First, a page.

David L-T

Terry Bendall
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Re: Slow TV

Postby Terry Bendall » Mon Oct 30, 2017 11:03 pm

John Palmer wrote:I did, however, wonder at what point a description of 'handmade' would cease to be applicable

An interesting thought. Taking a wood based example and leaving aside the question of converting the tree into suitable sizes (and seasoning it) do you buy rough sawn timber and then plane it smooth and go from there or is it the cutting of the timber to size and then cutting all the joints by hand?

60 years ago, starting secondary school, I was lucky enough to have two hours of woodwork every week for five years. In the first year we were give rough sawn timber and were expected to plane it smooth. flat, parallel, and with the faces at right angles to each other with a wooden jack plane. We learnt how to make shavings :) and eventually how to achieve a piece of wood which met the requirements, then we started to make the project! :D

Starting at teacher training college in 1965 the first woodwork project also involved hand planing rough sawn timber to size but after that we were allowed to use machined timber but all joints were cut by hand

At home I have a traditional woodwork bench and a modest collection of hand tools, almost all of which I bought when I started college. Machines are limited to a bench drilling machine, 13mm capacity chuck, a portable hand held power saw and a portable electric drill. Although I have not made any "proper" furniture for many years I can do anything I want in the way of woodworking. I can turn out things quite quickly but part of that is because I have been doing it a long time.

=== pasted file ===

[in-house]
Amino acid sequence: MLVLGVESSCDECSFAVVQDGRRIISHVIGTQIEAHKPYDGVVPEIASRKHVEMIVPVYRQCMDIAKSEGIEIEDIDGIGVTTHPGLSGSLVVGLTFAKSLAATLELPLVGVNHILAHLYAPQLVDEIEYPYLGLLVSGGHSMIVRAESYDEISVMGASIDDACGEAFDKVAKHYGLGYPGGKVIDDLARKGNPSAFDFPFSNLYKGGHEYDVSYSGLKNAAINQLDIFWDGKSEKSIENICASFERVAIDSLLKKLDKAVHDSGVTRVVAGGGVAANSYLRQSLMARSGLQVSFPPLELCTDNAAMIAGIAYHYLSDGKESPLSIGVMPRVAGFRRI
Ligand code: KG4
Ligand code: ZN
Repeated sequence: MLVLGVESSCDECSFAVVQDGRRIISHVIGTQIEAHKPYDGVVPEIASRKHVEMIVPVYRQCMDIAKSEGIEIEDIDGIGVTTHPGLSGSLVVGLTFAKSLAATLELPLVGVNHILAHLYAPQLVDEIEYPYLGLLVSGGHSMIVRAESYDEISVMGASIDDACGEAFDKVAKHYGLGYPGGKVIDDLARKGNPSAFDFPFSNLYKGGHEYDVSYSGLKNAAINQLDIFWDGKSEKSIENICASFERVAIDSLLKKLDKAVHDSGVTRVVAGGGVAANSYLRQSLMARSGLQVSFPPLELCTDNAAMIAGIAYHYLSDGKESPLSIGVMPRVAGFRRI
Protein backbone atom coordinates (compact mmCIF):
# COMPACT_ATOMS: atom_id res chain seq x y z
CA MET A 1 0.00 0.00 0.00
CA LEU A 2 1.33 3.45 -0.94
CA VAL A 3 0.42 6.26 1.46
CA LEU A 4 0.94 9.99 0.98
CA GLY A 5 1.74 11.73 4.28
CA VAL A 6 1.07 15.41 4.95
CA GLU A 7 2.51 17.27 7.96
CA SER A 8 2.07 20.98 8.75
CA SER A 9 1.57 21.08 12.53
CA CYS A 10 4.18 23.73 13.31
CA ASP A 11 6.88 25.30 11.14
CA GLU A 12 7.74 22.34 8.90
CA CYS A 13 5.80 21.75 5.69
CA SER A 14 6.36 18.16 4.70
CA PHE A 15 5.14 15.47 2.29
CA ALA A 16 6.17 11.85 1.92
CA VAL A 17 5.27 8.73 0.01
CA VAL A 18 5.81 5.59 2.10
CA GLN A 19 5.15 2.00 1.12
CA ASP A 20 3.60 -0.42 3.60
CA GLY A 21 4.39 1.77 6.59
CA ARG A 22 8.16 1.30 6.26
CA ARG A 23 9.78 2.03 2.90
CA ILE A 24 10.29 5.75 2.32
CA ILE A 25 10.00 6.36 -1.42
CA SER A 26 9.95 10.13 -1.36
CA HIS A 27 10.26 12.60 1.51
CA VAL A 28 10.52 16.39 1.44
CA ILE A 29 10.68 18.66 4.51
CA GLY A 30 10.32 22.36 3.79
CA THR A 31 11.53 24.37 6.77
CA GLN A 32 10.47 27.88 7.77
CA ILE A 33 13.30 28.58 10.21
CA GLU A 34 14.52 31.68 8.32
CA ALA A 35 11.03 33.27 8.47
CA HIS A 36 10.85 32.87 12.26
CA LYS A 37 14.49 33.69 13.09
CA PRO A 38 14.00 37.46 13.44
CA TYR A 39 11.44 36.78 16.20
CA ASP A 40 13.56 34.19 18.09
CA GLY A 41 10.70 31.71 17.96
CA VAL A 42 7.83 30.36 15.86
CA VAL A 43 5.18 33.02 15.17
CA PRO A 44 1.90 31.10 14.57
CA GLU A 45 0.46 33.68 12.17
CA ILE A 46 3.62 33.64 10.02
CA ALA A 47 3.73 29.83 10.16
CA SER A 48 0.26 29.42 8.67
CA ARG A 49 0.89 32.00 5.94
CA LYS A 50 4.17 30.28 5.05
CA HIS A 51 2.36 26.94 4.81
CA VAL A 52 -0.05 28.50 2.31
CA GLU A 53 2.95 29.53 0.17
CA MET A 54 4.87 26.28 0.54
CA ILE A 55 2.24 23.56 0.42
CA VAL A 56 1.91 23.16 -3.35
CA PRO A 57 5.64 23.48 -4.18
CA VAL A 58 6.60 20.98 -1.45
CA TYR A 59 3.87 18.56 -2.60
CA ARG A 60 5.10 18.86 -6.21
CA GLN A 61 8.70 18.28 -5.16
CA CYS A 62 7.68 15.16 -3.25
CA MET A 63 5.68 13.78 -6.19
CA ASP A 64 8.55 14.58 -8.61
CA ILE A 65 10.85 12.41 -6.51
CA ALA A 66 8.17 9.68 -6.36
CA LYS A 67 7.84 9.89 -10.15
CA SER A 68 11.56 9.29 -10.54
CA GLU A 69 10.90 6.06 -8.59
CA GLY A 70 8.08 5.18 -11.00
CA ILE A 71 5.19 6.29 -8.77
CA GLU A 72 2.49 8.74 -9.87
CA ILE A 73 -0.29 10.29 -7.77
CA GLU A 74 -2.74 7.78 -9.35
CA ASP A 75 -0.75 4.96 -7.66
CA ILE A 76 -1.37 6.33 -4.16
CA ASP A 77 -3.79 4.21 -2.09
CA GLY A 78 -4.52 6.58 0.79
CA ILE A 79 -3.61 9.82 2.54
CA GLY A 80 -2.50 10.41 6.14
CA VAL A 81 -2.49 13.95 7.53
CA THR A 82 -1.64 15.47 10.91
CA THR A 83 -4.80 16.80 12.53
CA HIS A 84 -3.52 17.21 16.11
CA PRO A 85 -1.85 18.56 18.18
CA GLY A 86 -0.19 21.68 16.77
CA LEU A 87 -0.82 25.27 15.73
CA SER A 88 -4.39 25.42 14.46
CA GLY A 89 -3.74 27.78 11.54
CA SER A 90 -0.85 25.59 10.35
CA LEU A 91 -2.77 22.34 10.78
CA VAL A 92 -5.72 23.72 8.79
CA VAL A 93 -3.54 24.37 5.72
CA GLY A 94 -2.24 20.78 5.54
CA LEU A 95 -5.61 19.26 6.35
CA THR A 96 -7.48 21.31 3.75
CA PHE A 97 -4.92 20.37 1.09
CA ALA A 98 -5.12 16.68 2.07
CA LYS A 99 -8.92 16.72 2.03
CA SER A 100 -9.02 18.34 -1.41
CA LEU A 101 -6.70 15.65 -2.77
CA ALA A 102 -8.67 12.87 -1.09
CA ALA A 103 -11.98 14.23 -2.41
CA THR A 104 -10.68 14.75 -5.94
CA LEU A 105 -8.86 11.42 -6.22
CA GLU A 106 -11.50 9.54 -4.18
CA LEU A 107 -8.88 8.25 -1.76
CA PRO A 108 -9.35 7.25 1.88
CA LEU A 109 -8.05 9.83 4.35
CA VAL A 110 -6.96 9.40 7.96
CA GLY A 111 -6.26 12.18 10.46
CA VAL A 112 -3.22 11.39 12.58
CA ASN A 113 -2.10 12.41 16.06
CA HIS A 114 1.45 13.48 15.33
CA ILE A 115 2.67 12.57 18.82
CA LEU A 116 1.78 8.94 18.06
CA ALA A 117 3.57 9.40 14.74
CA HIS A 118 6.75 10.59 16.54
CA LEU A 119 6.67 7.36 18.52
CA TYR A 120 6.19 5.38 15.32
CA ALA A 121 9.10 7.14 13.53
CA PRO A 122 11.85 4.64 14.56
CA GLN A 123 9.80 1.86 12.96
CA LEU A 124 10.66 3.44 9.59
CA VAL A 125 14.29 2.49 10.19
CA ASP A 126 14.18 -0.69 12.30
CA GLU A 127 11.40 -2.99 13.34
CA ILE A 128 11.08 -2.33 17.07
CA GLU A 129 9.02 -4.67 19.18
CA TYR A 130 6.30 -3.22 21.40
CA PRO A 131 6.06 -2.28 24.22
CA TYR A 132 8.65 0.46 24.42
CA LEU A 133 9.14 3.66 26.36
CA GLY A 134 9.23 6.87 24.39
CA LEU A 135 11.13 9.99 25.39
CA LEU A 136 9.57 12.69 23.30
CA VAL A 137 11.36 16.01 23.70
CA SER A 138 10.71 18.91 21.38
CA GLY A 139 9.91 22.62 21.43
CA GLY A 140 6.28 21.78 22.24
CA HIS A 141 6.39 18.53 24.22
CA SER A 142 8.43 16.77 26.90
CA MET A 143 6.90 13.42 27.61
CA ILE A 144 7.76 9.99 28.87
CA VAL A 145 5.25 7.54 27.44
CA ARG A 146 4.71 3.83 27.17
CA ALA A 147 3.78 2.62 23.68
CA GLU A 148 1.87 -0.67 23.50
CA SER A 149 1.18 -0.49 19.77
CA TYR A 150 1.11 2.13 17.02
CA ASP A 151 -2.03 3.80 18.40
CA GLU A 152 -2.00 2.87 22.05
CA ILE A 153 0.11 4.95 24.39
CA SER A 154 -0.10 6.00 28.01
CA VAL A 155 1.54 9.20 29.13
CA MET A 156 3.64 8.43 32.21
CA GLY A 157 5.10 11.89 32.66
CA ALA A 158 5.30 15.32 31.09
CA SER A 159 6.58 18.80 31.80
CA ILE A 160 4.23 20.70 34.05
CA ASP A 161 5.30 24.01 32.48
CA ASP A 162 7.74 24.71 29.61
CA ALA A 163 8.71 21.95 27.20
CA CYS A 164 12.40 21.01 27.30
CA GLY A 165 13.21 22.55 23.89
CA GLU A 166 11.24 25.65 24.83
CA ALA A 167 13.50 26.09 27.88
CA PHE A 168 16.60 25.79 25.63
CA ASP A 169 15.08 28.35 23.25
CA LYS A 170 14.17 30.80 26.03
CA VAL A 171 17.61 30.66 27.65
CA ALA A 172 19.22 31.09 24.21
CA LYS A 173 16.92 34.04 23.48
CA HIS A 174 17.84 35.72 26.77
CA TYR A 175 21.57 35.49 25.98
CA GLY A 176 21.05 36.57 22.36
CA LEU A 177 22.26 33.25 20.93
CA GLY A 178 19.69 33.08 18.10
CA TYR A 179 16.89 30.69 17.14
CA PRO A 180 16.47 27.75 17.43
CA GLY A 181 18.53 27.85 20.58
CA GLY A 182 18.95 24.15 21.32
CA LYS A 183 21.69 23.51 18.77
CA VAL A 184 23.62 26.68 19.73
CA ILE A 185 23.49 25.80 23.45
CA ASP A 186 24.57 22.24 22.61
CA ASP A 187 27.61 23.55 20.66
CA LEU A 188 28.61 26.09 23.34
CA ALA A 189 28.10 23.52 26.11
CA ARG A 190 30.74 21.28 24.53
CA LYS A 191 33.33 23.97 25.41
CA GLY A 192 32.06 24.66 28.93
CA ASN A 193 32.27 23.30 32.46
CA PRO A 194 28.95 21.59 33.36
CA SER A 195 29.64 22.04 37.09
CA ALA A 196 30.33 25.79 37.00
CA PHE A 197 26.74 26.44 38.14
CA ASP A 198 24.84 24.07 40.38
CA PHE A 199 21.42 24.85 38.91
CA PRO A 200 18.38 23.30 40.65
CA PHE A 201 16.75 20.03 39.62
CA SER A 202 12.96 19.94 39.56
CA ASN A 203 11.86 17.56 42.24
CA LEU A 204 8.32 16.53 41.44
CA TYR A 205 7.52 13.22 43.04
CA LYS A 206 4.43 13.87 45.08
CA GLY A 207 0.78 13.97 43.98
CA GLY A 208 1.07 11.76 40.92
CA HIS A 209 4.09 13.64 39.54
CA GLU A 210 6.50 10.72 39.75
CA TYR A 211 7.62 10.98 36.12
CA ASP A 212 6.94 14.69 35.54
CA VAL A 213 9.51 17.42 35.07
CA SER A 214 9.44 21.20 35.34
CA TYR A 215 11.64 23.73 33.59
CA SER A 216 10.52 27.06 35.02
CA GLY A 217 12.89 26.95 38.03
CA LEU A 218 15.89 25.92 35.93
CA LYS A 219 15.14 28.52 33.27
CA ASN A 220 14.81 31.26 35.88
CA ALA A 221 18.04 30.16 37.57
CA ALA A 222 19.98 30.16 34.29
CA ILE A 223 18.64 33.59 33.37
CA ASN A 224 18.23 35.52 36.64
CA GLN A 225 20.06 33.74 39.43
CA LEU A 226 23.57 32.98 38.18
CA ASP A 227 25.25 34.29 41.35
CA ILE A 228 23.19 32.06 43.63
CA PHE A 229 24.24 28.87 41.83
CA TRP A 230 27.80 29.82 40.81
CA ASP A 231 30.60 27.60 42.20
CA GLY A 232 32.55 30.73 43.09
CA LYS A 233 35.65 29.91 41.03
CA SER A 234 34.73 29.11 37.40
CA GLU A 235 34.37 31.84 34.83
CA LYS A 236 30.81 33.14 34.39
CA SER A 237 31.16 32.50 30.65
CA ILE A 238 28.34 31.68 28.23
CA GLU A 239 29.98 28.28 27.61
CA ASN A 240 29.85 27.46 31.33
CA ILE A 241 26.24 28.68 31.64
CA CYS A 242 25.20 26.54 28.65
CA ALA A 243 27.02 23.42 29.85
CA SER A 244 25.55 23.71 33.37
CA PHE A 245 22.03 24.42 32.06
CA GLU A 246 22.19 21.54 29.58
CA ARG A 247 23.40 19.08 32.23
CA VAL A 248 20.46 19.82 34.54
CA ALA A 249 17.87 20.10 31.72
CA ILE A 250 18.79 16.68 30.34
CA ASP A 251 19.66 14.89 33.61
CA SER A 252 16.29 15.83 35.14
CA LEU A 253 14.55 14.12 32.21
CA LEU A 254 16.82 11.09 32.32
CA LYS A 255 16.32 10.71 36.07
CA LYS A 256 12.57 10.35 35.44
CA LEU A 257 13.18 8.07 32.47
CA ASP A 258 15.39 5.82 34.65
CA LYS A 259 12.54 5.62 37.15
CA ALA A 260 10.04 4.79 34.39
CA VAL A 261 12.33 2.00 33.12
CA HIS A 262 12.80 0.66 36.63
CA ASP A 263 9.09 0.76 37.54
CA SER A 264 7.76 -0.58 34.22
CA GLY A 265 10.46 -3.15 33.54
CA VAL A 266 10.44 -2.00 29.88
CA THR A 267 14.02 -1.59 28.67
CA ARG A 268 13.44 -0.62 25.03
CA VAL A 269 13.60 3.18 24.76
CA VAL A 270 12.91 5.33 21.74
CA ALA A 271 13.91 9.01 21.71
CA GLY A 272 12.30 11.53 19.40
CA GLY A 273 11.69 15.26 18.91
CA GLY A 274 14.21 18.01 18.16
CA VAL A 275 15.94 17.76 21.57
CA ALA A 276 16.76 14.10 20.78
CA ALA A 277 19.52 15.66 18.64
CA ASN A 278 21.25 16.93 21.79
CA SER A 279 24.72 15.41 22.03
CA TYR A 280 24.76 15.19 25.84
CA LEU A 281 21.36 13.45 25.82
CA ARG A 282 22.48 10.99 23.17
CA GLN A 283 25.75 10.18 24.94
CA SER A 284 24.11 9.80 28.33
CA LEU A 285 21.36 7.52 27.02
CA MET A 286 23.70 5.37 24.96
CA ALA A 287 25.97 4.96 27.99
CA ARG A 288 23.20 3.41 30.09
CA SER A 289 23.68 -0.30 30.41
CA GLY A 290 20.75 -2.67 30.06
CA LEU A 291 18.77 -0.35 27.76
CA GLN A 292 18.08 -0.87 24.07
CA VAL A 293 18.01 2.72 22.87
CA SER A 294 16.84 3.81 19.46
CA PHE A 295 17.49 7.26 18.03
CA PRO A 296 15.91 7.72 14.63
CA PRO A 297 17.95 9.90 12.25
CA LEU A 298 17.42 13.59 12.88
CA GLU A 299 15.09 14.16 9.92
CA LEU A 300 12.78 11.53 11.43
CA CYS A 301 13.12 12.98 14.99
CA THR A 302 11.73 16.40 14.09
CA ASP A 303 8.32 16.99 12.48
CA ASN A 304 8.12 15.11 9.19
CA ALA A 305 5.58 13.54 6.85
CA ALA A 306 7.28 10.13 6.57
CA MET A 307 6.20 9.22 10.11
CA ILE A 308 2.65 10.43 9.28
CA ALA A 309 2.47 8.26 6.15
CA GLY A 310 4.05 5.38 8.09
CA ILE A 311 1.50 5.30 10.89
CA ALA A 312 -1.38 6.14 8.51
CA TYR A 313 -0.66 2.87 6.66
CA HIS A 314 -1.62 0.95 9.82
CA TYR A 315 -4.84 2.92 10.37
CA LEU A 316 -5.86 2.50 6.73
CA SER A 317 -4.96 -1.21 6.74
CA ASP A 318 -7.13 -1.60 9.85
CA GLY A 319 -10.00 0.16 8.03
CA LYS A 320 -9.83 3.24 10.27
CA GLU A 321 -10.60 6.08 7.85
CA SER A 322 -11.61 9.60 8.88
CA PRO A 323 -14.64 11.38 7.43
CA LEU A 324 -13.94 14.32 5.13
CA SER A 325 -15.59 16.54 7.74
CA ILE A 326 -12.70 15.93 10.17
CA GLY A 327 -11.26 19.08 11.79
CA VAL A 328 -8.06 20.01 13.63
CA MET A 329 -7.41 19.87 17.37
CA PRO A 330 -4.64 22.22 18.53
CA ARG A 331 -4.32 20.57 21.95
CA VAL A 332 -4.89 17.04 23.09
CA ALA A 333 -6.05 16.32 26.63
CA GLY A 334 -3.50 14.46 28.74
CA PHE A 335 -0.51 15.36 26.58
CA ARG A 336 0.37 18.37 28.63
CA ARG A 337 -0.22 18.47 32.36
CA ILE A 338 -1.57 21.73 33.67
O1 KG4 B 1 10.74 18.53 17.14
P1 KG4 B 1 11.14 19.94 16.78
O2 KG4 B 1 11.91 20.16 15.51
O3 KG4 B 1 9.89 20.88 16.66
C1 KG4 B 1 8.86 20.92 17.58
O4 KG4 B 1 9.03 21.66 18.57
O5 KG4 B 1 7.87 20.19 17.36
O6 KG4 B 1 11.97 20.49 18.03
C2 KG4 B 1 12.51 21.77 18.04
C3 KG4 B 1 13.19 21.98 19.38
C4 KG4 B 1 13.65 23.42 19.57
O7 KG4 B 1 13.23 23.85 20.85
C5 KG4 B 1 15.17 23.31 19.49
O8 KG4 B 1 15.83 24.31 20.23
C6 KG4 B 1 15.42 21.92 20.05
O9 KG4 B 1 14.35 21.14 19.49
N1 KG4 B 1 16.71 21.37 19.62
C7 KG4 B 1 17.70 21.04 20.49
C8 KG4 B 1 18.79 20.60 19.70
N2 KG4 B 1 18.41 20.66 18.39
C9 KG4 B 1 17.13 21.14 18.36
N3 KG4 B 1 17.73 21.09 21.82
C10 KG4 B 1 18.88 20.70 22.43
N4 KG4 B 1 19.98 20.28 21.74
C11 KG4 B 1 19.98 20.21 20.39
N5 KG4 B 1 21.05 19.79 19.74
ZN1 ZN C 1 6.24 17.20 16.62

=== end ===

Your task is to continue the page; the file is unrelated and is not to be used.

Using machines does of course make things quicker and the outcome can be more accurate. It depends on what you want to achieve. The crafts person who wants to make a living from their craft needs to be able to do things quickly otherwise they will never earn enough because their product will be too expensive for all but the richest people to buy.

For anyone who is interested in contemporary hand crafted furniture get hold of a book called Cutting-edge Cabinetmaking by Robert Ingham. Published by the Guild of Master Craftsmen ISBN 978-186108-518-4. This shows a blend of machine and hand skills, including using engineering machines coupled with some brilliant design work.

Terry Bendall

Philip Hall
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Re: Slow TV

Postby Philip Hall » Tue Oct 31, 2017 12:57 am

I remember reading in Model Railroader a long time ago (20years?) of a chap who retired and decided to build himself a new house with a large railway room on top of it to house his collection of scratchbuilt ‘O’ scale locomotives and stock. He built the new railway, which was huge, in a big upper floor he put on the house. What amazed me was that he actually cut the timber from logs first! Truly building by hand from the bottom up!

A secondary point of amazement was where do these guys (mostly in the USA with huge railways) get that kind of time?